Talking about the production process of “Bhoot Part One: The Haunted Ship”, Kanwar said: “The process for this film was different from the get-go. It wasn’t something I have done before. Authentic horror is a genre every production designer would dream of working on.”

“Firstly, the vision for the film has to be absolutely clear for all the departments. If I am designing a part of the ship I need to know how will the sound and lighting play a role in creating the fear — simple things like maybe by adding a steady drip of water from the ceiling. Similarly, we had to figure out how to bring light into the interiors of a dead ship but not too much of light! Keeping all of these factors in mind the process was very satisfying creatively.”

Kanwar continued: “Usually as a designer I understand what the characters are like, what their back stories are, what are their influences in life to be able to create the world they live in.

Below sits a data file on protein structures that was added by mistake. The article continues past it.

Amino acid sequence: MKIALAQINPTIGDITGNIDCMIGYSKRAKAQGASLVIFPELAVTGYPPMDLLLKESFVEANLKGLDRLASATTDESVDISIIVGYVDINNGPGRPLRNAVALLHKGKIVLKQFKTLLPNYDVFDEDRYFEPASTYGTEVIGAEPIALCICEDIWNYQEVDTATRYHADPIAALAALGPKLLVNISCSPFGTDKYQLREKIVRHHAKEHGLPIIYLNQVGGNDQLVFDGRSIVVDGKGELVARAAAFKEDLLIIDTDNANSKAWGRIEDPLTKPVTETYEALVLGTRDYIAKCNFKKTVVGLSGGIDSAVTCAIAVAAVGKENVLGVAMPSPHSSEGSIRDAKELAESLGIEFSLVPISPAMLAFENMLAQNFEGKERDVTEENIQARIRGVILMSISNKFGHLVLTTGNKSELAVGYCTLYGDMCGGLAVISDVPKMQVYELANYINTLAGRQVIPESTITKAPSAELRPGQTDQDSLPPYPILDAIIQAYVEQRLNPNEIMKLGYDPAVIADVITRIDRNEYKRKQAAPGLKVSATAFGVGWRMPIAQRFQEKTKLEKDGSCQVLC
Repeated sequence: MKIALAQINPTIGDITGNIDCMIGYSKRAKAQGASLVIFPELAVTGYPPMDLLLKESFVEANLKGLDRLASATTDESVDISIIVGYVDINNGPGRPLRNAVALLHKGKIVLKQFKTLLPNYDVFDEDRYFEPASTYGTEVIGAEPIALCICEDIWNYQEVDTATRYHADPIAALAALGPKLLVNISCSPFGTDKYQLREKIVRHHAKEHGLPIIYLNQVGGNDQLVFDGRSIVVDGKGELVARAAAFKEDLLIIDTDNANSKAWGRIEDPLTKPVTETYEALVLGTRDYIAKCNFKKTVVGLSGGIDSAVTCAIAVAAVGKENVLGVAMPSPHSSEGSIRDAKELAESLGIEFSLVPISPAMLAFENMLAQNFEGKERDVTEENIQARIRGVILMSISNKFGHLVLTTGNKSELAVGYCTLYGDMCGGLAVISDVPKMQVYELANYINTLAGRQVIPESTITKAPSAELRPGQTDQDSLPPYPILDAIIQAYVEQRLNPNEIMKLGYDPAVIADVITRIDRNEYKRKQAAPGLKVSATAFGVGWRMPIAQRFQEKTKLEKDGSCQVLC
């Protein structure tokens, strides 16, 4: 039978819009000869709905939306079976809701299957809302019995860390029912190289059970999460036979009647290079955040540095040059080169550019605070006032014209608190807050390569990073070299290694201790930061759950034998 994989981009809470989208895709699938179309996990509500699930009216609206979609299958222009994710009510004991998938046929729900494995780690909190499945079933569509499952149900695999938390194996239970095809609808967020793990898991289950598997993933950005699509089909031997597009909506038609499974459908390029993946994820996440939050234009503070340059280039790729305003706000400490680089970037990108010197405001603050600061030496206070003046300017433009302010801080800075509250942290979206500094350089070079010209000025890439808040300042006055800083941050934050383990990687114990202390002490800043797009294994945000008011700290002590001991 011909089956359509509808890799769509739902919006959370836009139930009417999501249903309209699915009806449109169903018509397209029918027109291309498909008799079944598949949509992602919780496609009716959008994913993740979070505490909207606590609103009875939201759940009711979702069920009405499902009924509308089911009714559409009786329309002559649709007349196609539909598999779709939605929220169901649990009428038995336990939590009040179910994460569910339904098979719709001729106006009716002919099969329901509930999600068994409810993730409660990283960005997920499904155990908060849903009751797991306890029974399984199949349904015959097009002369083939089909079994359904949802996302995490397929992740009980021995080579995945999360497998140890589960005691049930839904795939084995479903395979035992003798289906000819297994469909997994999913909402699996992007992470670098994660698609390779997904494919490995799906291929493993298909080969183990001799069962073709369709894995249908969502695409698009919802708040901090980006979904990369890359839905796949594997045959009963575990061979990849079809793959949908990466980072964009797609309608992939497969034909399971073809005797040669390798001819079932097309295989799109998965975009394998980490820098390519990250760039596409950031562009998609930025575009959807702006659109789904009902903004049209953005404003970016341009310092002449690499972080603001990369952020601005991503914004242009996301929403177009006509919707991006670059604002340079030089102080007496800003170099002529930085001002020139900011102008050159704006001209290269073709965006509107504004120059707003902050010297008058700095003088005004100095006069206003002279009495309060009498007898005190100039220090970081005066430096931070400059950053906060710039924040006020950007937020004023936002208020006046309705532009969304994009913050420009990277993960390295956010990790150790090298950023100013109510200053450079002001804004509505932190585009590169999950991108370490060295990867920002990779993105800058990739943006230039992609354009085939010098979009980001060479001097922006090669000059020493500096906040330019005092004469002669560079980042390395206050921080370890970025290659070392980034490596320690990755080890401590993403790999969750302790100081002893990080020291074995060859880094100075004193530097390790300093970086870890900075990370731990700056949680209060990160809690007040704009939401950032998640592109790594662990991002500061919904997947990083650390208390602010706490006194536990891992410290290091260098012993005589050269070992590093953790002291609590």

On ‘Bhoot’, apart from doing this, we also had to look at the larger picture of how to generate fear in the audience by showing an ordinary corridor or an empty room. The approach has to be different because one of the main characters in the film is actually the cargo ship.

We spent a considerable amount of time on cargo ships to experience what it feels like. If you ever get the chance to witness a dead ship from the inside, it’s quite an experience. It’s actually very scary. It’s pitch black inside as there is no power and no working lights and the sounds are very creepy!”

Kanwar points out the importance of looking for real locations while working on a film. He said: “I actually prefer to shoot on real locations. Real locations bring a flavour and character that sets sometimes cannot bring to the screen. However, the balance of knowing what needs to be a set as opposed to a real location is at times a very thin line.

For a film like ‘Bhoot’, the homes and offices we used were all real locations. When it comes to something like the ship it was a balance of both set build and the real ship. To show the grand scale of the ship we did actually go and shoot on an actual cargo ship for the exteriors. Some parts of the interiors were also shot on the real ship. This was very difficult though.”

“The interiors are so cramped there is barely any space for the camera let alone the actors also, getting the crew on and off the ship itself was a task and a logistical nightmare.”